Re: Robert Wilton's No Objection on draft-ietf-httpbis-header-structure-18: (with COMMENT)

Mark Nottingham <> Thu, 21 May 2020 02:37 UTC

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From: Mark Nottingham <>
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Date: Thu, 21 May 2020 12:34:26 +1000
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To: Robert Wilton <>
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Subject: Re: Robert Wilton's No Objection on draft-ietf-httpbis-header-structure-18: (with COMMENT)
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Hi Rob,

Thanks for the feedback. The commit mentioned below is <>.

> On 21 May 2020, at 12:16 am, Robert Wilton via Datatracker <> wrote:
> However, my main comment (which possibly could have been a discuss) questions
> how this is specified.  In my experience other specifications of encodings
> define exactly what the format the encoding must take, but leave it up to
> implementation to decide how to perform that encoding.  Whereas this document
> specifies the format in 3 ways: (i) as a prose description of the format, (ii)
> as an ABNF description of the format, (iii) as a pair of algorithms that
> construct or parse the format.  I would prefer for the ANBF to be definitive
> along with prose to describe/refine the ANBF as required.  For the algorithms,
> I would have preferred that they are held in the appendix as non-normative text
> that provides a description of one possible method of writing the serialization
> or parsing code.  The corner cases that the algorithm cover could be in the
> normative prose/ABNF description.  I appreciate that this would be a
> significant change to the document and hence will leave it to
> authors/responsible AD to decide whether to process or ignore this comment.

There's a fair bit of history here. HTTP headers have typically been defined using ABNF as you suggest. That has led to a number of interoperability (and often security) problems, because the vast majority people don't write ABNF-based parsers or serialisers; they manually interpret the ABNF, prose and examples and write a bespoke parser and serialiser. These issues are exacerbated by the relatively diffuse pool of new field authors (people mint HTTP headers outside the IETF on a regular basis, for a large variety of reasons), and by the even more diffuse pool of people who actually send headers (people writing .htaccess files in Apache, people writing PHP and CGI scripts, people sending a header in XmlHttpRequest or Fetch, etc.).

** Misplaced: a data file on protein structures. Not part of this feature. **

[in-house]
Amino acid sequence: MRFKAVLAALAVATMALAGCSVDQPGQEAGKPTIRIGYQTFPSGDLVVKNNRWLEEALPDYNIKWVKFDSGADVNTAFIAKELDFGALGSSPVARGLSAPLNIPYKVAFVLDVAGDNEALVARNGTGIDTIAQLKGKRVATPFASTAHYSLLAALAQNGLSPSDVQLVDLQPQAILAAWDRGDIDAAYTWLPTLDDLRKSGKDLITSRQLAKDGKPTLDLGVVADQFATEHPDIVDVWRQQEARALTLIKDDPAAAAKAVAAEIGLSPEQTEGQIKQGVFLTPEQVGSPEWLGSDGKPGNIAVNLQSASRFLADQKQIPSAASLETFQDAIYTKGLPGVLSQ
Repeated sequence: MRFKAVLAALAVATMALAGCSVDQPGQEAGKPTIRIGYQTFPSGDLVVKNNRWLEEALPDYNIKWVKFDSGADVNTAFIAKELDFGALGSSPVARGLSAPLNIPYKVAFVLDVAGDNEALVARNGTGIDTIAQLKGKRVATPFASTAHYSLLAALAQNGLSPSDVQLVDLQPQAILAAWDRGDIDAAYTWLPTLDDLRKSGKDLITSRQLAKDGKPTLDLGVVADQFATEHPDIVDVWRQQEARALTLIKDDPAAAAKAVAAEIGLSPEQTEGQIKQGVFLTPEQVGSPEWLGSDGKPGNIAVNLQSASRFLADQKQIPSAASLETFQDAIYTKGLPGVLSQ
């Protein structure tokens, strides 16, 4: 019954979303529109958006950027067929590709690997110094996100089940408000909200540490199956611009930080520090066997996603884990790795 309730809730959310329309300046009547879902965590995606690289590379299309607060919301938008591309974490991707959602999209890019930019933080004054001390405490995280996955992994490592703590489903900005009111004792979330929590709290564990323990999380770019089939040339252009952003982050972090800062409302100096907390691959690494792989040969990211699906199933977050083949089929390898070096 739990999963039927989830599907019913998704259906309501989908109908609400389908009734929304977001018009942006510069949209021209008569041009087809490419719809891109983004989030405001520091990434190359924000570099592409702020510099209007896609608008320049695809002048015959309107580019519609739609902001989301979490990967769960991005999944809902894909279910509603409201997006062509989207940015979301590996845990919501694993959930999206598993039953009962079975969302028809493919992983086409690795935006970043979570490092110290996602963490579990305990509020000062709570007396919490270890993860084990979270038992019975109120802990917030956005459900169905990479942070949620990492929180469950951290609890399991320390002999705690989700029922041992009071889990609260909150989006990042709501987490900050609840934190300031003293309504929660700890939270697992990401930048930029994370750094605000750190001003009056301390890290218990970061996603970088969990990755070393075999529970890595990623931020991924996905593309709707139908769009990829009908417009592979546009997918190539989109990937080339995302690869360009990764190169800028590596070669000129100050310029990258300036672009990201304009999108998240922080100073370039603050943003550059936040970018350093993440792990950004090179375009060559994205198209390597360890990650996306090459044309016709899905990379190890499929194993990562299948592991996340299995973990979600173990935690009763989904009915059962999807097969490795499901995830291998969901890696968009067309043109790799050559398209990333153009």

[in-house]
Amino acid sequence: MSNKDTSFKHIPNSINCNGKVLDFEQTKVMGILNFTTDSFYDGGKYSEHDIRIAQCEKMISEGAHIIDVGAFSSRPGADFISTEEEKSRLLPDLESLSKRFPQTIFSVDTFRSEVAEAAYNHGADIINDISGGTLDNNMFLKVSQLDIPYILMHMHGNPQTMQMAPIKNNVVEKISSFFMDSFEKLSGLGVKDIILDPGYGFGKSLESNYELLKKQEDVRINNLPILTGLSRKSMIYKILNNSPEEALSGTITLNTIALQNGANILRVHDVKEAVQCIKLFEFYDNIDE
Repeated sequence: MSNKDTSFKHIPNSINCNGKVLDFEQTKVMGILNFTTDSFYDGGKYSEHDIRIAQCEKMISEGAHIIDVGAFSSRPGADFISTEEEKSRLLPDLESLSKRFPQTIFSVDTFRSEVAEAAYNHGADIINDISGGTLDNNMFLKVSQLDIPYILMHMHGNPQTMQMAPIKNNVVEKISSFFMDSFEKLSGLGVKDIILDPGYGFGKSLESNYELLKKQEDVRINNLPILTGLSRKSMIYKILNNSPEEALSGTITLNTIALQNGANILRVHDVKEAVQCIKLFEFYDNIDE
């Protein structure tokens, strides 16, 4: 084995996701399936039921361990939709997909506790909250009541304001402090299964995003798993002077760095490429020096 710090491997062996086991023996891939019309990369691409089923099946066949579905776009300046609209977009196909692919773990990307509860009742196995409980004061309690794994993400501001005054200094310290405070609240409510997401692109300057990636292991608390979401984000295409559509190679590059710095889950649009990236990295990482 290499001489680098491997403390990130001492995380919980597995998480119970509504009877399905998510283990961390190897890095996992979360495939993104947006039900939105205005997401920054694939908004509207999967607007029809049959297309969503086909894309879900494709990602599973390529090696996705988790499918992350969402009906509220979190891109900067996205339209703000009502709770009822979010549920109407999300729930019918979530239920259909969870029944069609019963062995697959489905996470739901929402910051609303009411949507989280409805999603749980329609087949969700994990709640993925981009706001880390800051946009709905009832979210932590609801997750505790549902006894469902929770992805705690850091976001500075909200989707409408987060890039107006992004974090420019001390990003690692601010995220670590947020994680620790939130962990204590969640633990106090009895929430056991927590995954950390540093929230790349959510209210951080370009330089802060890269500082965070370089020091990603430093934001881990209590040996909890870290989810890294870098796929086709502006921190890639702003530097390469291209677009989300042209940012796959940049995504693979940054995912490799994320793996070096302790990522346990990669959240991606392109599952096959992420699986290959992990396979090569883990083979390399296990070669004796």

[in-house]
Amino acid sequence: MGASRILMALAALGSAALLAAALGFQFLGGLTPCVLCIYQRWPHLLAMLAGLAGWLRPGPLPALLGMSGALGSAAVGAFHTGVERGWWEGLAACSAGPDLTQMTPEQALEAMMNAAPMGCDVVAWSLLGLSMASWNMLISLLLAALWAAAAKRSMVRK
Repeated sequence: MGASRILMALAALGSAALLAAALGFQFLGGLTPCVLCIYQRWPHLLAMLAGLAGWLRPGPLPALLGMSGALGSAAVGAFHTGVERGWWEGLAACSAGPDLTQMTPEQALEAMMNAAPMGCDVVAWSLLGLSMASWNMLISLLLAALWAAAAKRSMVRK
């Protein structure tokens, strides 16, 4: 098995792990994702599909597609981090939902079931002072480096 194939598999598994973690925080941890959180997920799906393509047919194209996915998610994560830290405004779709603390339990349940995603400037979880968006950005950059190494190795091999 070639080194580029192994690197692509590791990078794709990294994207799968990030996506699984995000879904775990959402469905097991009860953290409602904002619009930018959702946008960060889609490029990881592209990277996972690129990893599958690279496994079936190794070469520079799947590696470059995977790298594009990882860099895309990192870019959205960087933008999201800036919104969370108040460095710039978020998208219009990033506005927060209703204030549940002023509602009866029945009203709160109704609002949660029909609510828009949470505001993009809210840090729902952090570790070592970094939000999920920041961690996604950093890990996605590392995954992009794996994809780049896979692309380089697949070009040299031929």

All of this led us to try a different approach - specifying parsing and serialisation via pseudo-code. This is the way that the WHATWG writes their specifications (including HTML and Fetch), and it's arguably improved interoperability for Web developers -- which is also our audience -- considerably.

The ABNF is included mostly to make folks who are used to thinking of HTTP fields in those terms more comfortable. As we've seen during the IESG evaluation, that's led to some confusion, so the most recent changes have attempted to make the status of the ABNF more clear.

> A few other comments on particular sections that I noted:
> 1.2.  Notational Conventions
>   When parsing from HTTP fields, implementations MUST follow the
>   algorithms, but MAY vary in implementation so as the behaviors are
>   indistinguishable from specified behavior.
> I find that sentence slightly strange in that the first part of the sentence
> states that your MUST follow the algorithm, and the second part states that you
> don't have to follow the algorithm.  It might be more clear if this was worded
> differently.  E.g. MUST have behavior that is indistinguishable from that
> produced by the algorithm.

Thank you, that's good wording. See the commit.

> 3.1  Lists:
>   An empty List is denoted by not serializing the field at all.
> This was slightly unclear to me.  Does this mean that it isn't possible to
> distinguish between not providing the header and providing an empty list? 
> Possibly it might be worth clarifying this here, although I note that it does
> become clear what the expected behavior is later in the document.

This has been clarified as a result of other comments.

> 3.2.  Dictionaries
>   Dictionaries are ordered maps of name-value pairs, where the names
>   are short, textual strings
> "short, textual" => short textual"
> It might also be helpful to explicitly state what the ordering is (i.e. I
> presume that it is the order that they are listed in the request)

In the commit.

> 3.3.1 Integers
> Are "00" "01" "-0", "-01" all allowed?

They're all allowed in the serialisation, but aren't necessarily distinct in the data model. Do you (and others) think it's worth mentioning here?

> 3.3.6.  Booleans
> Should this cover the fact that if the boolean value is not present it is
> interpreted as true in a parameter or dictionary?  E.g. as per the description
> in the parameter and dictionaries sections?

That's a good clarification; in the commit.


Mark Nottingham